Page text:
**

And that’s the way it is in Birdland on May 16 – or at least, until something happens later when the Orioles play the Indians. The game is scheduled to start at the unusual time of 6:10 Eastern, so don’t say you weren’t warned. Have a safe Thursday. Go O’s!

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The Orioles approach to major league roster construction in 2019 essentially boiled down to “throw it against the wall and see what sticks.” That was certainly the plan when it came to assembling a pitching staff. Unfortunately very few things stuck, but the Orioles front office did add a few arms to their 40-man roster that could at least play a role in bridging the gap from the current rebuild to the expected reemergence as competitors. Two of those pitchers are Asher Wojciechowski and Aaron Brooks.

Wojciechowski has moved between many organizations in his career. Originally, he was a first-round pick (41st overall) of the Blue Jays back in 2010. Then he was part of a massive trade between Toronto and the Houston Astros in 2012 and thus began a pattern of transactions that, to this point, has concluded with Wojciechowski as an Orioles players for the second time.

The 30-year-old Wojciechowski had thrown 78.2 innings of major league action before becoming an Oriole this year. He tossed 16.1 innings for Houston in 2015, and then 62.1 innings for the Cincinnati Reds in 2017.

Brooks is a former ninth-round pick back in 2011 who has bounced around quite a bit as a professional. The Royals sent him to the Athletics in 2015. Then in 2016 the A’s traded him to the Brewers. He was claimed off waivers by the Cubs in 2017. The A’s bought him back in 2018. And then finally the Orioles claimed him off of waivers this past July.

Prior to joining the Birds, Brooks had 33 games of big league experience to his name, but it had not gone especially well. He compiled a 5.71 ERA in 29 games with the A’s between 2015 and 2019. And in four games as a Royal he allowed 16 runs across seven innings.

It was Wojciechowski that would get the first opportunity to impress the O’s brass, starting his first MLB game of the season on July 2 against the Rays. From there, he was a regular part of the rotation for the remainder of the year.

Was Wojciechowski any good? Well, sorta. He certainly had impressive moments. His July 21st start against the Red Sox was one of the highlights of the Orioles season. Over 7.1 innings, the righty shutout the Boston bats, allowing just one hit and two walks while striking out 10. That performance earned a “Game Score” of 94, the best by an Orioles pitcher all year. And he followed that outing with another seven-inning effort against the Angels in his very next start.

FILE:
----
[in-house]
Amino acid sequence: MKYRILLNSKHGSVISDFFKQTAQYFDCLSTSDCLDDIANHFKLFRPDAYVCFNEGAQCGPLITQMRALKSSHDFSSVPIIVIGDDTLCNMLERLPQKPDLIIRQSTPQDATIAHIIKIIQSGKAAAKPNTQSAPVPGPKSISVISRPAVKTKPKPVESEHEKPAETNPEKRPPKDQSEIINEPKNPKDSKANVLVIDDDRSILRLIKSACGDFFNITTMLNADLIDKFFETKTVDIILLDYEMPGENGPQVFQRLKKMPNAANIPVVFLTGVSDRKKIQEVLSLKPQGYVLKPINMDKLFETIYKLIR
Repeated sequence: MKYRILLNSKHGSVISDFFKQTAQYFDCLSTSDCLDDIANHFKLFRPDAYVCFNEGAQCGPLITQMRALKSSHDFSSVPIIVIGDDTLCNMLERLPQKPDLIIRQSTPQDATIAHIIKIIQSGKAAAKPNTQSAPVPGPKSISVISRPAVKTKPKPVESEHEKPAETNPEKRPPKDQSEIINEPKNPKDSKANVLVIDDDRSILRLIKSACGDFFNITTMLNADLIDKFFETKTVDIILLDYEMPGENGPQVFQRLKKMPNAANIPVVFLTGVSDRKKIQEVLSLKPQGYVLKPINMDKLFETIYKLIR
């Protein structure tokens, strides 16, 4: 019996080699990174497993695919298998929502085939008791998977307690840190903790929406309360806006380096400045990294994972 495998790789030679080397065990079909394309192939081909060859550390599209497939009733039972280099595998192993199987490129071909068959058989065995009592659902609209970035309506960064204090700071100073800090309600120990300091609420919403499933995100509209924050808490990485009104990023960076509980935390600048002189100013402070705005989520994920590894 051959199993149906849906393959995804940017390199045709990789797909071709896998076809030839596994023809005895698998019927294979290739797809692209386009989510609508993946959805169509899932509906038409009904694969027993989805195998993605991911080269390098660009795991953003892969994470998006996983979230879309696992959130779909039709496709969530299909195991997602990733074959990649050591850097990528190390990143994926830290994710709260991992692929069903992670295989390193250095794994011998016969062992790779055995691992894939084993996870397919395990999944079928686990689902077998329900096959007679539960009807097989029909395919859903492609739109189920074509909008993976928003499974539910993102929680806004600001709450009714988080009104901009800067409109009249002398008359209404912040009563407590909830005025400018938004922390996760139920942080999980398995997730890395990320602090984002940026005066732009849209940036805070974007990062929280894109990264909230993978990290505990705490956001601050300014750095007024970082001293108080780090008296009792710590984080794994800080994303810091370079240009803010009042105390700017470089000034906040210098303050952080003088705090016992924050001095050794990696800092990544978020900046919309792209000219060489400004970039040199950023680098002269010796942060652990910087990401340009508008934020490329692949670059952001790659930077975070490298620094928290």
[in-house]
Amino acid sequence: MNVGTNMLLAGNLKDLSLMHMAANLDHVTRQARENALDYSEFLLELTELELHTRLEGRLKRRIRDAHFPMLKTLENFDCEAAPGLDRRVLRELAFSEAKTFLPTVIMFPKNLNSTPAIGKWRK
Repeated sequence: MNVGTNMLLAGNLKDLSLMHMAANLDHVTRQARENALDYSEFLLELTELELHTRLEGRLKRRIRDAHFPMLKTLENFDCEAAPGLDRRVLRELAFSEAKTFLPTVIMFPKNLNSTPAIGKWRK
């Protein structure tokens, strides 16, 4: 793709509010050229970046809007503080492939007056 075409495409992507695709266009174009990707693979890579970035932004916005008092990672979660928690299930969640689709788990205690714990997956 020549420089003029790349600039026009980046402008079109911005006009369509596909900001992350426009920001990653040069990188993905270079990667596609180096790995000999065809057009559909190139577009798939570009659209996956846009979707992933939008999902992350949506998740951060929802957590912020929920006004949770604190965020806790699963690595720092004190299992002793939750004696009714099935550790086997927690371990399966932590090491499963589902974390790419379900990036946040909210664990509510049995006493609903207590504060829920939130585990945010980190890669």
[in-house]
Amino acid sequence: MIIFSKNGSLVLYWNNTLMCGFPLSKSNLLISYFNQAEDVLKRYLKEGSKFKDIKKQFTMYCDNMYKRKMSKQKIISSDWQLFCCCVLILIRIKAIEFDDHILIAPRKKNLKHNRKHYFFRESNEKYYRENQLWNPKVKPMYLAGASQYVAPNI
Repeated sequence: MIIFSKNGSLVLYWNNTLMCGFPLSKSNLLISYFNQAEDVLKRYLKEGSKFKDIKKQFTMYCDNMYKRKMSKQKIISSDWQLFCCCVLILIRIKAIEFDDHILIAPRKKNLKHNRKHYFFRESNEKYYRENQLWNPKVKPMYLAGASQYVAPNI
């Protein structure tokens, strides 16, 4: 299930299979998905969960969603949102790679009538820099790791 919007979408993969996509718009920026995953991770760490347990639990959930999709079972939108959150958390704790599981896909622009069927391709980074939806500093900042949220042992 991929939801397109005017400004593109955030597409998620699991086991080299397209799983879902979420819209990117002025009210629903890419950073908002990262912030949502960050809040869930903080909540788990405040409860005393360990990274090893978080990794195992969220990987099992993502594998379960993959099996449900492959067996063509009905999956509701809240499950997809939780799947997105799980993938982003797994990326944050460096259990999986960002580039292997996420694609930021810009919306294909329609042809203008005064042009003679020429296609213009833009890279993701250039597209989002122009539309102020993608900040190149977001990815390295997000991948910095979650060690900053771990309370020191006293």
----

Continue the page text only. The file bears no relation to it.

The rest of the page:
But on the whole, Wojo was just about average. Over 17 games (16 starts), the South Carolina native tossed 82.1 innings, had a 4.92 ERA, 96 ERA+, 5.61 xFIP, 1.3 bWAR and 0.9 fWAR. However, average on the Orioles is different than average on some other team. These numbers make Wojciechowski perhaps the third-best starting pitcher on the team behind John Means and Dylan Bundy.

It was a different story for Brooks, who made his Orioles debut on July 13 and moved right into the rotation. His season lacked the highs that Wojociechowski enjoyed. Brooks finished the year with a 6.18 ERA and 77 ERA+ over 59.2 innings as an Oriole.

A common struggle for Brooks, as it was for many Orioles pitchers, was going deep into games. Of the 12 games he started, Brooks made it past the fifth inning just four times. His best outing came on September 20, when he came out of the bullpen to deliver seven innings, allowing just one run on one hit, a walk and four strikeouts against the Seattle Mariners.

Down the stretch, Brooks pitched quite well. Over his final eight games, he tossed 37.2 innings and allowed just a 4.30 ERA and a .257/.335/.382 batting line against. That performance sets him up to be a major league consideration heading into 2020.

Both Wojciechowski and Brooks do currently find themselves on the Orioles 40-man roster. But that place is far from secure for either one of them. The O’s have a number of young players that will need to be protected from the Rule 5 draft this offseason. In order to do so, those young players will need to be placed on the 40-man, which means other players will be removed.

Between the two of them, Wojociechowski has the better chance of making it through the off-season and being a part of the Orioles Opening Day roster. He flashed an ability to compete at the highest level and provides more stability to a pitching staff in desperate need of just that.

Brooks was much more shaky, especially in a starter’s role. The Orioles are unlikely to enter 2020 with the plan to start him every fifth day. Instead, he could be an option as a swing-man out of the bullpen. But that role won’t be handed to him as the relief corps could be one of them most competitive units in the upcoming spring.